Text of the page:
Coffee and Candidates • Chico News & Review

This column is part of the October 6 election edition of CN&R. For more stories on the 2022 general election, click here.

In preparation for this election issue, CN&R Contributing Editor Evan Tuchinsky and I sat down and spoke face-to-face with 12 of the people running for local office in the upcoming election. Over the course of a week in September, we met on neutral ground, in public places, whether it was Daycamp Coffee or Upper Crust Bakery & Cafe, and had very nice, but frank, conversations with all the Unified School District board candidates. of Chico and most of the people running for seats on the Chico City Council.

The purpose, of course, was to get to know the candidates before making decisions about our sponsorships (see “The CN&R recommends”). Campaign slogans and social media hot shots can be entertaining, but we learn a lot more about how someone might operate in public office by having a discussion in person.

We can also clarify the similarities and differences of the candidates on local issues, and there was one in particular on each person’s mind. Without exception, every candidate at some point during these meetings expressed frustration with how communication in politics has deteriorated in recent years and, in the case of the school board, the fact that things have gotten political.

“Polarized” and “disgusting” were some of the words that came up.

This issue has come to my attention because, on the one hand, everyone seems to agree that things have gotten worse in this regard during the Trump years and after Trump. Second, if the candidates, and the rest of our elected officials, chose to act on this issue by committing to empathetic communication (with each other and with their constituents), they would very likely increase their effectiveness in addressing all other issues. Imagine how much they could do!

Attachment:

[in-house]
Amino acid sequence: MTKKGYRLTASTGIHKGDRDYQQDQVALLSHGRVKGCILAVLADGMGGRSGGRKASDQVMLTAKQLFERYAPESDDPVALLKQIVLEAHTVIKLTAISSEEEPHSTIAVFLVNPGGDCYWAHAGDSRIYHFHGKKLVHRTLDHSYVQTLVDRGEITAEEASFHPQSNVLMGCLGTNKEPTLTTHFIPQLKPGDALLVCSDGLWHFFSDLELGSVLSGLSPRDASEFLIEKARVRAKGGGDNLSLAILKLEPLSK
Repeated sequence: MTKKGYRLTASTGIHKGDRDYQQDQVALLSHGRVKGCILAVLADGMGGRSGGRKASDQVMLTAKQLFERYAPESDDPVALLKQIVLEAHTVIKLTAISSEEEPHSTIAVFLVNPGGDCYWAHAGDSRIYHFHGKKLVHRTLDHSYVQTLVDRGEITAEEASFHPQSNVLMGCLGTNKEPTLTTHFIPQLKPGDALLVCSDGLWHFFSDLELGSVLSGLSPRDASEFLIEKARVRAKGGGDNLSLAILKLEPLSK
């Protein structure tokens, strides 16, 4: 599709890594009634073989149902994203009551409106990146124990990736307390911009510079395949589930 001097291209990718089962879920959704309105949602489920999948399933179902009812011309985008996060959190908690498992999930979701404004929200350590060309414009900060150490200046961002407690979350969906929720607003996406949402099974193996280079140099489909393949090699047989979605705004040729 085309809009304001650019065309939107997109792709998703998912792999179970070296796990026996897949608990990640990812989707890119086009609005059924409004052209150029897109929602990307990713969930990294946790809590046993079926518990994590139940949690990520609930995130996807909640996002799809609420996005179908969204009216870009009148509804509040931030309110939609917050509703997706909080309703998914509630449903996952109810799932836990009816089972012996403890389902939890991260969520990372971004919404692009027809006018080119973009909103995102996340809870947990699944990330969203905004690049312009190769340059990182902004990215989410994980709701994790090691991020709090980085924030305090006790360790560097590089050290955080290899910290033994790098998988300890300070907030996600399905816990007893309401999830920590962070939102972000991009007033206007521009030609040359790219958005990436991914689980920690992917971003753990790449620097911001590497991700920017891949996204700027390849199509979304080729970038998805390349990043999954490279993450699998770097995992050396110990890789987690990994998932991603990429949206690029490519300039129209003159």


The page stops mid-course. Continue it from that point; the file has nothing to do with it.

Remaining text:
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So, I ask you local public servants: Do it now!

Would your base abandon you for listening kindly, debating respectfully, and resisting demonizing those with different beliefs? This is the easiest decision in the world, right?

Opinions about solutions to problems and how to improve our community will, of course, vary from person to person, often due to fundamental differences. Very few people will change their political ideology when challenged by someone with an opposing point of view (indeed, disagreement on issues is often healthy for democracy), and few will retract their core beliefs.

I’m not saying that people shouldn’t fight for what they think is right. Just know that groups, sides, teams, whatever you want to call them, are probably established and aren’t going away any time soon. No matter how much we disagree with the people on the other side, if we want to solve problems and improve together, we have no choice but to work together. There’s a difference between saying, “Your ideas are terrible” and saying, “You’re terrible,” and perhaps making that distinction and committing to listening to others (even if your side is in power) is enough to move you forward.

It’s worth a try.

Jason Cassidy is editor of Chico News & Review

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